A video that shows a group of men, purportedly Taliban militants in Kandahar, south Afghanistan, shooting at a Swedish flag and then blowing it up has been circulating on social media.
At the end of January, the Scandinavian country infuriated the Islamic world when far-right activist Rasmus Paludan burned a copy of the Koran outside the Turkish embassy in Stockholm after being granted permission by authorities.
The video shows a group in Afghanistan standing with a flag as one of them shoots into the distance with a rifle.
A line of men are then seen, with one of the members firing a rocket launcher, which causes the Swedish flag pinned to the side of a building to explode.
A video that shows a group of men, purportedly Taliban militants in Kandahar, south Afghanistan, shooting at a Swedish flag and then blowing it up has been circulating on social media
The group members then walk over, with one of them holding up the damaged flag and pointing a gun towards it.
They walk off carrying the flag and saluting with their rifles.
On January 27, thousands of Afghans held protests to express anger over the Koran burning in Sweden.
Kabul residents in different parts of the city took part in demonstrations, according to police spokesperson Khalid Zadran.
In the northern province of Badakshan, a spokesperson for the provincial government said thousands had gathered after Friday prayers to protest.
Earlier that week, the Taliban-run Afghan foreign ministry had called on the Swedish government to punish the individual and to prevent any similar incidents taking place.
A line of men are seen, with one of the members firing a rocket launcher, which causes the Swedish flag pinned to the side of a building to explode
Paludan, a convicted extremist, who holds both Danish and Swedish citizenship, repeated the protest at a mosque in Copenhagen, in front of a Turkish embassy.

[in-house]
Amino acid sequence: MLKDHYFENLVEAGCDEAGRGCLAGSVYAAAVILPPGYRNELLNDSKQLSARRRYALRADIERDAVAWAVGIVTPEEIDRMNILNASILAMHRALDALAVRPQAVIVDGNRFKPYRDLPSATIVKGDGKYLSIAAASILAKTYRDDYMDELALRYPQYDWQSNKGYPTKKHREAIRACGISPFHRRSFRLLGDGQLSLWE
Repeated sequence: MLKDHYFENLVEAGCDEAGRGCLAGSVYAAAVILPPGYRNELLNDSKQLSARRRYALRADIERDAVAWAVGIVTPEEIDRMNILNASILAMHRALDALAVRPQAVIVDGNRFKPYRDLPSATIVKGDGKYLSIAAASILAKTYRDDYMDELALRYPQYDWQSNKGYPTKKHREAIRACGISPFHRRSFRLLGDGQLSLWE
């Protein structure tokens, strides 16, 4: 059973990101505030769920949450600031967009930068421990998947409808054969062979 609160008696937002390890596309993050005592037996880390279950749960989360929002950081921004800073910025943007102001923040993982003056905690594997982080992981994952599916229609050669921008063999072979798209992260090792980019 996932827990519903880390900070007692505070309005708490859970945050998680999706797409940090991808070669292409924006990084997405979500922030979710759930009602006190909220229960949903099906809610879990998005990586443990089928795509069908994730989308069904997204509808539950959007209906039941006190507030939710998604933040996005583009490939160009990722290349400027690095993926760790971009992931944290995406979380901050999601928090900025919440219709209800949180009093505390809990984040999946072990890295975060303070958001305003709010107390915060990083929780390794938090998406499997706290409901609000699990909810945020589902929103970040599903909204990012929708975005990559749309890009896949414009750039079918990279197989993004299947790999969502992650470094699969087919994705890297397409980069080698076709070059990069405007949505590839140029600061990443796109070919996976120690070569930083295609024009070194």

He vowed to do so every day until Sweden is admitted to NATO.
The provocative demonstration has endangered Sweden’s bid to join the security organisation after Turkey postponed planned accession talks.
The decision to allow the burning of the Koran in Stockholm came amid strained relations between Sweden and Turkey, following the latter’s decision to push back on Swedish ascension to NATO.
Sweden and Finland have sought NATO membership since the Russian invasion of Ukraine, but their bids must be approved by all 30 NATO member states.
The two Nordic countries still rely on votes from Turkey and Hungary, which Hungarian Prime Minister Viktor Orbán has promised to deliver in 2023.
In the video, the group members walk over to the flag, with one them holding up the damaged item and pointing a gun towards it. They walk off carrying the flag and saluting with their rifles
Prior to the Stockholm protest, Paludan said he wanted to ‘mark some freedom of speech’ after the hanging of an effigy of Turkish President Tayyip Erdogan near the city hall provoked a strong response in Turkey.
Riots erupted in Malmö in April last year after Paludan visited Sweden ahead of an election, intending to burn the Koran to drum up support for his movement, and previously in August 2020 when activists burned the Koran after Paludan was arrested.
Turkish officials said the effigy hanging by pro-Kurdish activists prior to the Stockholm incident was contrary to an agreement made previously under which Sweden and Finland would crack down on Kurdish militants as both seek Turkish approval for NATO membership.
Sweden is home to a large number of Kurds, many of whom fled Turkish persecution in the late 1980s and subsequent crises in the Middle East.
Rasmus Paludan is pictured burning the Koran outside of the Turkish embassy in Stockholm
Turkish foreign minister Melvut Cavusoglu said that Swedish inaction over the effigy was ‘absurd’ and that Sweden should not try to fool Turkey by calling the act ‘freedom of speech’.
The country has increased the pressure on Sweden, demanding 130 so-called ‘terrorists’ be extradited to Turkey before the Turkish parliament will approve NATO bids.
The burning of the Koran in Stockholm to spite Turkey, which is a Muslim-majority country, was also met with a strong response.
Muslims consider the Koran the sacred word of God and deem any intentional damage or mark of disrespect towards it as hugely offensive.
Turkey’s Ministry of Foreign Affairs issued a statement criticising the act, which it said happened despite ‘repeated warnings’.
‘Permitting this anti-Islam act, which targets Muslims and insults our sacred values, under the guise of “freedom of expression” is completely unacceptable,’ it said.